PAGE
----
Security| Beta| Expected Return| Pete Corp. | 1. 35         | . 132           |   Repete Co. | . 80         | . 101           | | Assume these securities are correctly priced. Based on the CAPM, the expected return on the market is percent. The risk-free rate is percent. (Do not include the percent signs (%). Round your answers to 2 decimal places. (e. g. , 32. 16. ))| Explanation: Here we have the expected return and beta for two assets. We can express the returns of the two assets using CAPM. If the CAPM is true, then the security market line holds as well, which means all assets have the same risk premium.

WACC = . 60(. 14) + . 05(. 06) + . 35(. 08)(1 – . 35) = . 1052 or 10. 52%| b: Since interest is tax deductible and dividends are not, we must look at the aftertax cost of debt, which is:| . 08(1 – . 35) = . 0520 or 5. 20%| Hence, on an aftertax basis, debt is cheaper than the preferred stock. | Sixx AM Manufacturing has a target debt–equity ratio of 0. 65. Its cost of equity is 15 percent, and its cost of debt is 9 percent. If the tax rate is 35 percent, the company’s WACC is percent. (Do not include the percent sign (%). Round your answer to 2 decimal places. (e. g. , 32. 16))| Explanation:

Here we need to use the debt–equity ratio to calculate the WACC. Doing so, we find:| WACC = . 15(1/1. 65) + . 09(. 65/1. 65)(1 – . 35) = . 1140 or 11. 40%| Filer Manufacturing has 11 million shares of common stock outstanding. The current share price is \$68, and the book value per share is \$6. Filer Manufacturing also has two bond issues outstanding. The first bond issue has a face value of \$70 million, has a 7 percent coupon, and sells for 93 percent of par. The second issue has a face value of \$55 million, has an 8 percent coupon, and sells for 104 percent of par. The first issue matures in 21 years, the second in 6 years. The most recent dividend was \$4. 10 and the dividend growth rate is 6 percent. Assume that the overall cost of debt is the weighted average of that implied by the two outstanding debt issues. Both bonds make semiannual payments. The tax rate is 35 percent. The company’s WACC is percent. (Do not include the percent sign (%). Round your answer to 2 decimal places. (e. g. , 32. 16))| Explanation: First, we will find the cost of equity for the company. The information provided allows us to solve for the cost of equity using the dividend growth model, so:| RE = [\$4. 10(1. 06)/\$68] + . 06 = . 1239 or 12. 39%|

Next, we need to find the YTM on both bond issues. Doing so, we find:| P1 = \$930 = \$35(PVIFAR%,42) + \$1,000(PVIFR%,42)| R = 3. 838%| YTM = 3. 838% ? 2 = 7. 68%| P2 = \$1,040 = \$40(PVIFAR%,12) + \$1,000(PVIFR%,12)| R = 3. 584%| YTM = 3. 584% ? 2 = 7. 17%| Using the relationship that the total market value of debt is the price quote times the par value of the bond, we find the market value of debt is:| MVD = . 93(\$70,000,000) + 1. 04(\$55,000,000) = \$122,300,000| To find the weighted average aftertax cost of debt, we need the weight of each bond as a percentage of the total debt. We find:| wD1 = . 93(\$70,000,000)/\$122,300,000 = . 323| wD2 = 1. 04(\$55,000,000)/\$122,300,000 = . 4677| Now we can multiply the weighted average cost of debt times one minus the tax rate to find the weighted average aftertax cost of debt. This gives us:| RD = (1– . 35)[(. 5323)(. 0768) + (. 4677)(. 0717)] = . 0484 or 4. 84%| The market value of equity is the share price times the number of shares, so:| MVE = 11,000,000(\$68) = \$748,000,000| This makes the total market value of the company:| V = \$748,000,000 + 122,300,000 = \$870,300,000| And the market value weights of equity and debt are:| E/V = \$748,000,000/\$870,300,000 = . 8595| D/V = 1– E/V = . 1405|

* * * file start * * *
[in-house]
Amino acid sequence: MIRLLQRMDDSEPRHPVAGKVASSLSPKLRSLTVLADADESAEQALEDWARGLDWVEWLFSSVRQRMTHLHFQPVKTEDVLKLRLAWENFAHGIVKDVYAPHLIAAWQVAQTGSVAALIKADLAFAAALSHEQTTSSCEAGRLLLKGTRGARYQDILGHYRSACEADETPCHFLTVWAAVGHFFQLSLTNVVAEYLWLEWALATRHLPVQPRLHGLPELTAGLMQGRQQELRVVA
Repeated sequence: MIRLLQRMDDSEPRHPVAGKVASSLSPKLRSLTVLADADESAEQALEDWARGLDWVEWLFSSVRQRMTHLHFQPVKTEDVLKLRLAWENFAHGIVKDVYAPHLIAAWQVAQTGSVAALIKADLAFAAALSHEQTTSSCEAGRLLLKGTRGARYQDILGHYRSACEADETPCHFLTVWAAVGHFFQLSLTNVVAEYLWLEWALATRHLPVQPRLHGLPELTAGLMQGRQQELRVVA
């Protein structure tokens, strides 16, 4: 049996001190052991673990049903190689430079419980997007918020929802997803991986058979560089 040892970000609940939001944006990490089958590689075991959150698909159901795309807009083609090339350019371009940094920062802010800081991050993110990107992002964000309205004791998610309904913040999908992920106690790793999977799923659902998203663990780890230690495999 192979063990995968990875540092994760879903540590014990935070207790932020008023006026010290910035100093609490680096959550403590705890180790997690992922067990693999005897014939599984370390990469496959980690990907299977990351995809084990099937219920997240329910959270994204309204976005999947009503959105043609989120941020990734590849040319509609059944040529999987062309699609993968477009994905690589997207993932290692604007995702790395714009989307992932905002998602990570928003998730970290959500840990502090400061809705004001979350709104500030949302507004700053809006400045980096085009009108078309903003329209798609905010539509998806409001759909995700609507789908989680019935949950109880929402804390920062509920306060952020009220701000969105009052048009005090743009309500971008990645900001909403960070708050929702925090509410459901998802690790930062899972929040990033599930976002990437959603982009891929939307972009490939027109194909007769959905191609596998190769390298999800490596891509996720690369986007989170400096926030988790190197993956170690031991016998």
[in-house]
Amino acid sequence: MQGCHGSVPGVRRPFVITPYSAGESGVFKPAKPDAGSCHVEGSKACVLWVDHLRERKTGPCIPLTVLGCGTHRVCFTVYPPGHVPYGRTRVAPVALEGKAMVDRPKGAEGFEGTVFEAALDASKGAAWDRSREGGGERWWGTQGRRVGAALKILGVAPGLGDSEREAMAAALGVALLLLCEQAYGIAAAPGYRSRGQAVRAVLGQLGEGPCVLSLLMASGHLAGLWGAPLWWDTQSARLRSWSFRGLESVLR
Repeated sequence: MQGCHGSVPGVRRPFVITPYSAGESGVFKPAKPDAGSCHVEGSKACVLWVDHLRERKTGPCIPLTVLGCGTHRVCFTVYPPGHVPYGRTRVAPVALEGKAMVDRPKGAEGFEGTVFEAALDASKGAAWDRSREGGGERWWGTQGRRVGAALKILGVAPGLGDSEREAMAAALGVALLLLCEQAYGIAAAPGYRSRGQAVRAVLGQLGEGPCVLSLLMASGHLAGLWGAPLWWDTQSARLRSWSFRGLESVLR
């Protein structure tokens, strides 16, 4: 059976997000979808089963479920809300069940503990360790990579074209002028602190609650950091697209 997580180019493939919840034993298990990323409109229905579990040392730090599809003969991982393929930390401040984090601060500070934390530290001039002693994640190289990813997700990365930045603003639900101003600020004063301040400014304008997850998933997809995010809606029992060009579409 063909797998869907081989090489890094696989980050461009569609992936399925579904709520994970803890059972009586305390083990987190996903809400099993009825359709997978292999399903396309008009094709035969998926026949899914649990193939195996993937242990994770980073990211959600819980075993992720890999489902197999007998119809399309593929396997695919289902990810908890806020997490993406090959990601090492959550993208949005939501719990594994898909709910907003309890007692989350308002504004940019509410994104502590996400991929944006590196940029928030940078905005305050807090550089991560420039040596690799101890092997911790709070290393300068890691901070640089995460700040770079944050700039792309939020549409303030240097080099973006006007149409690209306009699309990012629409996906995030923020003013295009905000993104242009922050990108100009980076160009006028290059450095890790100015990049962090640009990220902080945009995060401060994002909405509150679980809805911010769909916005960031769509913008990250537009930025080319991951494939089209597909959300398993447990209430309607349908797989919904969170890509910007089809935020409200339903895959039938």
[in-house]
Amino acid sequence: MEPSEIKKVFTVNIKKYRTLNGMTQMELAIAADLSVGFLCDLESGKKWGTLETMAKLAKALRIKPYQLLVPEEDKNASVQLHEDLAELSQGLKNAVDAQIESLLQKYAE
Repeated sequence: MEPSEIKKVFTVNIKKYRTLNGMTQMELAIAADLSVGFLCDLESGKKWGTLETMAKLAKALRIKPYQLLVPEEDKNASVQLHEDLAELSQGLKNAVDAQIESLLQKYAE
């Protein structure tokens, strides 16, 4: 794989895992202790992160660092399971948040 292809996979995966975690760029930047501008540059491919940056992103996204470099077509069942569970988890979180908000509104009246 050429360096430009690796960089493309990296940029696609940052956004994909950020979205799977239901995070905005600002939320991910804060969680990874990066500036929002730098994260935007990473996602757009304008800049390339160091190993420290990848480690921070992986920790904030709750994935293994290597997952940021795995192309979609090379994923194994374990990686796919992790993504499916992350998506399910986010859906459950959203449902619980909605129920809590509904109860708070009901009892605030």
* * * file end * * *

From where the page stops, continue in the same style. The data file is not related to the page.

Using these costs we have found and the weight of debt we calculated earlier, the WACC is:| WACC = . 8595(. 1239) + . 1405(. 0484) = . 1133 or 11. 33%| Jungle, Inc. , has a target debt–equity ratio of 1. 05. Its WACC is 9. 4 percent, and the tax rate is 35 percent. (Do not include the percent signs (%). Round your answers to 2 decimal places. (e. g. , 32. 16))| Required:| (a)| If Jungle’s cost of equity is 14 percent, its pretax cost of debt is percent. | (b)| If instead you know the aftertax cost of debt is 6. 8 percent, the cost of equity is percent. | Explanation: Req a: Using the equation to calculate WACC, we find:|